• A short walk from church to the Woodstock Square Mall (110 South Johnson Street) brings you to the Green Spot. 
      • In downtown Crystal Lake (61 North Williams Street) is the Defenders’ more upscale store, the Green Read. Gently used books are accepted. (Check the Defenders’ website http://mcdef.org for hours and details.)
    • Charitable organizations in our area also accept donations of books. Consider bringing some to Savers, Sparrows Nest or Goodwill.
    • Books that have “been through the wringer” (worn out, loose pages, heavily outlined, etc.) may as a final resort be recycled as with other paper. Remove covers first.

Unity EarthCare Tip of the Month

September, 2020

What NOT to put into your compost?

  • This is the third in a series of composting tips.
    • July, 2020, we encouraged you to start composting (if you weren’t already), and dove into knowing what composting is and general ways to do it.
    • August, 2020, we focused on what organic items are the best to put into your outdoor compost bin or pile.
    • This month, we help you optimize your composting success with some tips on what kinds of organic waste you should consider disposing of other than by adding to your compost bin.
  • If your municipality includes a yard waste pickup service, whether through large paper bags or a designated container, please take advantage of that for the “hard to compost” items listed below. They will take the contents to a large-scale “industrial” compost facility which can go far beyond what we can accomplish in our households.


  • Please consider putting these items into the yard waste bag or container:
    • Walnuts, including walnut shells (This may seem counter-intuitive, but walnuts contain a chemical that keeps them from composting at the household level. This is overcome by the high heat of industrial composting.)
    • Other hard materials: 
      • Most other nut shells, e.g. almond and pistachio shells. Peanut shells surprisingly also don’t compost well – unless you manually grind them down to small pieces.
      • Pits from stone fruits, e.g. peaches and nectarines. But go ahead and throw cherry pits and stems into your home compost.
      • “Woody” materials, such as twigs, branches, wood mulch and the like.

Surprise: You CAN compost corn cobs! Within a few weeks, they get soft enough to crush!

  • Watch out for these nonorganic items that should go into your trash, NOT into compost:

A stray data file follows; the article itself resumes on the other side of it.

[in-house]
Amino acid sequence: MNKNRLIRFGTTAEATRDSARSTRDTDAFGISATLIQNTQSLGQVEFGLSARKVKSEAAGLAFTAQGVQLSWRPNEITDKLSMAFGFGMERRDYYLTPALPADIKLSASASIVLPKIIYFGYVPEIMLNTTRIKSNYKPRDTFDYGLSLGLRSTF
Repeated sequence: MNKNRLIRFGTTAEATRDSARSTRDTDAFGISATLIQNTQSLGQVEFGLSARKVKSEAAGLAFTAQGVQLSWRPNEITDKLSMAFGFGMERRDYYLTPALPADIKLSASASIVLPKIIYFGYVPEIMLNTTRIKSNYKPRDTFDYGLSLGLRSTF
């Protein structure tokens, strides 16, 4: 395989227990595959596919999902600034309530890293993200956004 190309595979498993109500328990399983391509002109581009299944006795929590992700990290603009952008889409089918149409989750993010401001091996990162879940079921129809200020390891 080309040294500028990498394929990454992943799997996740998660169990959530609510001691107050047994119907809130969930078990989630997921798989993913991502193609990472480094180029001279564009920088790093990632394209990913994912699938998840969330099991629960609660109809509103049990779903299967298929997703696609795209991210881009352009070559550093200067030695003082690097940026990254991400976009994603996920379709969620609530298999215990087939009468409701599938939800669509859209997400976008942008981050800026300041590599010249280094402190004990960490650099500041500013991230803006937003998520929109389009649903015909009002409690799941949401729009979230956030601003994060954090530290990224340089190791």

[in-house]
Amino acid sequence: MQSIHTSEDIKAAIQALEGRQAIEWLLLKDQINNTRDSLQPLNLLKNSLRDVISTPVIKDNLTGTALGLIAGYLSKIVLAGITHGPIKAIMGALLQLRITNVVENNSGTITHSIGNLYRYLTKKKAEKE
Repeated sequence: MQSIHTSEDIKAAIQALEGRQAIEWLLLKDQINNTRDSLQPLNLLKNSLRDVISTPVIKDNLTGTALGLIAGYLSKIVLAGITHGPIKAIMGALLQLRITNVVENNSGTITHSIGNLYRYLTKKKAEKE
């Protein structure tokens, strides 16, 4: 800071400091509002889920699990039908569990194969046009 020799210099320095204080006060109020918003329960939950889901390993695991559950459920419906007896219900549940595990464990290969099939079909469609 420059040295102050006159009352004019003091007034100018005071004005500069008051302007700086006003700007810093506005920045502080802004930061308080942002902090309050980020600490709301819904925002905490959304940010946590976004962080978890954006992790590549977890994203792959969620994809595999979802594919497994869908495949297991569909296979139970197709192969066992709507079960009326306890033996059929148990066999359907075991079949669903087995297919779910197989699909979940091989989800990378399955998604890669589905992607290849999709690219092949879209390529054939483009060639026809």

• Those little labels on grocery store produce. 
    • Stones, rocks and pebbles.

Unity EarthCare Tip of the Month

May, 2020


May is an ideal time to start a garden or to work on an existing one. At the time of this monthly Tip, the Corona virus COVID-19 pandemic is keeping us close to home. And gardening is a significant environmental action to do at home.

  • Growing vegetables, culinary herbs and even fruit can help later this summer to healthfully feed yourself.
    • As of May 1, 2020, the state of Illinois is allowing garden shops and plant nurseries to reopen as essential businesses.
    • Of course, continue to observe social distancing, wear a face mask and take all other appropriate precautions while shopping.
  • Most of us have a back yard where you can start a small garden area.
    • If you’ve never gardened before, start small.
    • Especially if you have a sunny area, buy a couple of tomato plants. They grow almost despite our caring for them. A small seedling will produce a four-foot tall plant in just three or so months, so be sure to have a tomato cage or stakes available.
    • Cucumbers also grow well, starting small and then fanning out to own their territory and produce healthy, delicious cucumbers about the same time as the tomatoes are ready.
    • Two herbs to consider are basil and chives. Basil is a good companion plant to tomatoes, but make sure you plant it a distance away so the mature tomato plant doesn’t shade it.
    • Chives are perennial. Plant them once and you’ll be snipping fresh chives for years! Great for salads, baked potato toppings and much more.
  • Of course, the above “beginner” tips are not necessary for veteran gardeners. With more time to attend to your early garden, though, perhaps this year you can try something new – an exotic sweet pepper, for examples.
  • Flowers and fruit trees are also significant garden plants.
  • Even condo or apartment dwellers without outdoor space can grow herbs or cherry tomatoes on a sunny windowsill.

Reduce travel by using computer applications

At the time of this monthly Tip, the Corona virus COVID-19 pandemic has reshaped human interaction by forcing many to use technology for distance meetings, education, religious and spiritual events, social interaction and more.

While the pandemic is tragic, the use of technology can help even in “normal” times. 

  • Almost all forms of travel burn fossil fuels, which are harmful to human and environmental health as well as contributing to climate change.
    • “Travel” in the context of this trip includes short and long distances through driving, flying and even using public transportation.
    • Driving to work, school, meetings, shopping, church, play, events, friends, family are travel.
    • Commuting to work, particularly, has a major environmental impact.
  • Fortunately, technology has brought us alternatives.
    • Even with landline telephones, you can take part in audio conference calls.
      • Anyone can set up an account at freeconferencecall.com
    • Facetime is an easy way to both see and converse with family or friends who all have Apple devices (iPhones, iPads).
    • Skype is a universal free app for video and audio calls.
    • Facebook Live can broadcast an event to anyone with a Facebook account.
    • Zoom is being used at USCW to facilitate meetups. Use the “gallery” view to see everyone!